Dear friends and readers,

As I write this, Jan is within 2 weeks of finishing her course of treatment for oro-pharyngeal cancer.  That is, she has one more dose of chemotherapy scheduled for March 4th, and she has 10 more doses of radiation, having completed 25 of 35.

It is a cause for hope and celebration!  And yet, like so many very hard things, it is hardest near the end.  You see, her radiation has been focused in her neck, tongue, throat and larynx.  Consequently, she has developed ‘the gag reflex from hell.’  Everything that touches the back of her throat makes her gag, and sets up a cycle of vomiting.  This includes the secretions that are part and parcel of the radiation.

Therefore, over the past two weeks, she may have had 2000 Calories of nutrition.  She has received multiple doses of IV fluid.  We now have a suction machine at home, to help with her secretions.  And as of Tuesday past, she has a PEG tube (a feeding tube that goes through her abdomen into her stomach).

Alas, she has eaten so little for so long that things in the tube often make her nauseated and start the cycle of vomiting all over.  Today I am  giving her IV Phenergan at home for nausea. We have used not only Phenergan, but Zofran, Reglan, Scopolamine patches and Ativan to control nausea.  The gag goes on despite all of it.

It is a dark night in her life; a kind of last storm of her spiritual winter.  For all of the family, it is terrifying.  Our home increasingly has the air of a hospital.  Syringes, vials, tubing all lie about, and we are now going to try a tube-feeding pump.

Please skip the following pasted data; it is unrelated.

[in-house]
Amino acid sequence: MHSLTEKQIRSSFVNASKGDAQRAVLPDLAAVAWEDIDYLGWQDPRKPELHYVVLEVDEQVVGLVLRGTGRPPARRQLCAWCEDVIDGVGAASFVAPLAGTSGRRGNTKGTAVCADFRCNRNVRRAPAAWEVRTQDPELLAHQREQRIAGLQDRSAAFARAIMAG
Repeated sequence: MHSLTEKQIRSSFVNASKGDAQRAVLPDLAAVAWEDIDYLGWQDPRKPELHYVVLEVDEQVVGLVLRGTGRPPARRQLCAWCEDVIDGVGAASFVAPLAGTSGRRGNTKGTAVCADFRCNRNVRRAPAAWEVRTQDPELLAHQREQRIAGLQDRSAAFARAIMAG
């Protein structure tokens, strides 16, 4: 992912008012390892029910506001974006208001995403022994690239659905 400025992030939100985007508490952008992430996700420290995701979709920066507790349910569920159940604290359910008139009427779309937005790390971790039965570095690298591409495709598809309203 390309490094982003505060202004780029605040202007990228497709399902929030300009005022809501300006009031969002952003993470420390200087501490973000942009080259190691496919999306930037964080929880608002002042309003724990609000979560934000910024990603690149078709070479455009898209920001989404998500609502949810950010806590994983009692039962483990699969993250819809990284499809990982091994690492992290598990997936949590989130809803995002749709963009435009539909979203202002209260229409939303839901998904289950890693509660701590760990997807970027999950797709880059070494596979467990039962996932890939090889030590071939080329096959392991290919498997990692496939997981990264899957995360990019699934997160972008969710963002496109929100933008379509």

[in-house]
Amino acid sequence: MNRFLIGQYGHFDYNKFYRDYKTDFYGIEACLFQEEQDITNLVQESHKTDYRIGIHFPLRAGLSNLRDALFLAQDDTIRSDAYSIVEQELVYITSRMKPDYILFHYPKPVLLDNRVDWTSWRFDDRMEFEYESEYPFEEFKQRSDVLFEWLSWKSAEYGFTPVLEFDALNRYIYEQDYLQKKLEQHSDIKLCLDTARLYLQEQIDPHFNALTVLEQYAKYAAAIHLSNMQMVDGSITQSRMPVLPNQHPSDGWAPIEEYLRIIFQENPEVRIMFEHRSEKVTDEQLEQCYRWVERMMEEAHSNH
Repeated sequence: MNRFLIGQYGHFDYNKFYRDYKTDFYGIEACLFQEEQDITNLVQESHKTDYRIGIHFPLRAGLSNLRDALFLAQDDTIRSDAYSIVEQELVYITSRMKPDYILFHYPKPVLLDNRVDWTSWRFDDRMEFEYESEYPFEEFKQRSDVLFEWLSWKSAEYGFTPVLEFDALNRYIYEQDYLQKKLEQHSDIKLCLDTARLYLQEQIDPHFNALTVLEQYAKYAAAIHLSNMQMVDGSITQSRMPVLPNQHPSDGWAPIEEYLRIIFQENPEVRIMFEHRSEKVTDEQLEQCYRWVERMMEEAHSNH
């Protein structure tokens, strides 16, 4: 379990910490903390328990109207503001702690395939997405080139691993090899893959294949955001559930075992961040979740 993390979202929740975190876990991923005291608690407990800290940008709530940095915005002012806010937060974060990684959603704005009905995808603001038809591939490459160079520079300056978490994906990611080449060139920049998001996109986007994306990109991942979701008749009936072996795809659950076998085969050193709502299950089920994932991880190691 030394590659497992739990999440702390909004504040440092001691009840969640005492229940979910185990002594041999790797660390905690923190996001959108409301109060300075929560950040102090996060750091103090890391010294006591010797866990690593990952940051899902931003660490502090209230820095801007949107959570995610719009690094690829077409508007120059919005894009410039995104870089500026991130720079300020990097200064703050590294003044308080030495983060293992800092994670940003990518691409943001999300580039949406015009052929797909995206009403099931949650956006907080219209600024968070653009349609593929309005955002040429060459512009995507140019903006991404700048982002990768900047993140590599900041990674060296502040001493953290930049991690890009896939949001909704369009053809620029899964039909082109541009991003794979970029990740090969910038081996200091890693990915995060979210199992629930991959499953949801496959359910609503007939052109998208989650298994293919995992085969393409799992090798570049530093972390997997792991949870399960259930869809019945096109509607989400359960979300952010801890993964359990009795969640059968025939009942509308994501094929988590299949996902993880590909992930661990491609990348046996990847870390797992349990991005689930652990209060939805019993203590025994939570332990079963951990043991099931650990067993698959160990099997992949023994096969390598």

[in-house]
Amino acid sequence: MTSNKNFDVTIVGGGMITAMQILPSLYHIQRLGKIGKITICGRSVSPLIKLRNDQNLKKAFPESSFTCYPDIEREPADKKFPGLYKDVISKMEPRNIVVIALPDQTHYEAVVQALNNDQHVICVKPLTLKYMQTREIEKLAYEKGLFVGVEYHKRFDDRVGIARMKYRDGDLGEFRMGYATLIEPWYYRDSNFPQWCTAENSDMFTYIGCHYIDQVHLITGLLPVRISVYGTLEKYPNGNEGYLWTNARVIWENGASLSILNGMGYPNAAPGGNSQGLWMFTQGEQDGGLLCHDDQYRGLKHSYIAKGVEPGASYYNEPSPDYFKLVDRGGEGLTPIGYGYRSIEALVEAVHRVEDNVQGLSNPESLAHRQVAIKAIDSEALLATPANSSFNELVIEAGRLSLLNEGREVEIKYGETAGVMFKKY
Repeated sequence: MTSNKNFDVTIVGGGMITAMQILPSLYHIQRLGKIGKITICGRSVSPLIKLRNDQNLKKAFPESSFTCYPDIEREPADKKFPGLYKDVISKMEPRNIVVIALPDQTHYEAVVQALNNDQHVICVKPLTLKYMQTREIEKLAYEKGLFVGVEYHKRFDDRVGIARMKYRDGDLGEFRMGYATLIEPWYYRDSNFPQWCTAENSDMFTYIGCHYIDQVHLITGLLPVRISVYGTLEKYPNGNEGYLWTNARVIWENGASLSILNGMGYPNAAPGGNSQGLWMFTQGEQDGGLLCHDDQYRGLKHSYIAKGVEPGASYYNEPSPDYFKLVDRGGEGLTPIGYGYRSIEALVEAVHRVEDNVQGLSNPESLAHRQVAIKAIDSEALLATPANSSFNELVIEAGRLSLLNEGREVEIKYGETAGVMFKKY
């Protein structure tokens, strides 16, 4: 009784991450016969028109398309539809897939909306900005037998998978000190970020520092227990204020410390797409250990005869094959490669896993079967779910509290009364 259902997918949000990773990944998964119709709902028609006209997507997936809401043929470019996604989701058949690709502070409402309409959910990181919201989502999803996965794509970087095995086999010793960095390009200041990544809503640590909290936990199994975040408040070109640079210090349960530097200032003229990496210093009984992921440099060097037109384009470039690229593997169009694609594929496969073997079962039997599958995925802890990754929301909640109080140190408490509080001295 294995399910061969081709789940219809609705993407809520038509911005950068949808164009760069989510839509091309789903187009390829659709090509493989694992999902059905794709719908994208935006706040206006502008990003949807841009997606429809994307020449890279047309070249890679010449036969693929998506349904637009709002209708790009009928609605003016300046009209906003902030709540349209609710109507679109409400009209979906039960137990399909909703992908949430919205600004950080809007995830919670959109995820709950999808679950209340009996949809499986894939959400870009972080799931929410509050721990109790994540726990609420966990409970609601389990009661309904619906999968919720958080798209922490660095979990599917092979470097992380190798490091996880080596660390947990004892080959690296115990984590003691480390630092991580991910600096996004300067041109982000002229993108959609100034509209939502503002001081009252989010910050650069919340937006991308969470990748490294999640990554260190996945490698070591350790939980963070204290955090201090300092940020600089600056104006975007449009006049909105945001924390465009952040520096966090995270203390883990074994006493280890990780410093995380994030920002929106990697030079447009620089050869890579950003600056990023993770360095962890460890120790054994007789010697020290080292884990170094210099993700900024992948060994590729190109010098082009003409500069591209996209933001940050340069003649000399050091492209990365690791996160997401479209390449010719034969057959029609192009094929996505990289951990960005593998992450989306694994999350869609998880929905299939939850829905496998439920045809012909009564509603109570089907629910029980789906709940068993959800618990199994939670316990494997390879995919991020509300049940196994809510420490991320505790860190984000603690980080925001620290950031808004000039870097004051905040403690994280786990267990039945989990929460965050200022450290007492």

She is exhausted.  She is so weary of vomiting.  Her tongue is ulcerated, and the vomiting only hurts more.  She wonders how long two weeks can last.  And since she always joked that time is merely made up by humans, it would seem that two weeks might seem almost like forever.

We know that her prognosis is very good. We know that soon, the radiation and the chemotherapy will be behind.  But between here and there is a chasm, a gulf.  The idea is so lovely, the reality seems so distant.  T.S. Eliot said, ‘Between the idea and the reality falls the shadow.’  The shadows are long at the end of this winter.

So I come to you to say thank you for your love,  your kind words, your prayers and wishes.  They are precious to us.  And I come to you to ask that you continue them, and specifically that you pray for the last two weeks to be free of any further nausea, vomiting or misery.

She has endured, and I know there is more to endure.  But I hope that with all our prayers and love, her suffering can be less, and her hope greater, through the power of God the Father, God the Son and God the Holy Spirit.

After all, the Word says, ‘ 14 This is the confidence we have in approaching God: that if we ask anything according to his will, he hears us. 15 And if we know that he hears us—whatever we ask—we know that we have what we asked of him.’  I John 5: 14-15.

Please, continue to ask for my dear wife.  We want her to be back to her life, whole, healed and vibrant.   It will not be the same; it will be like rebirth, a kind of foretaste of  resurrection.

May God speed the day.

Edwin

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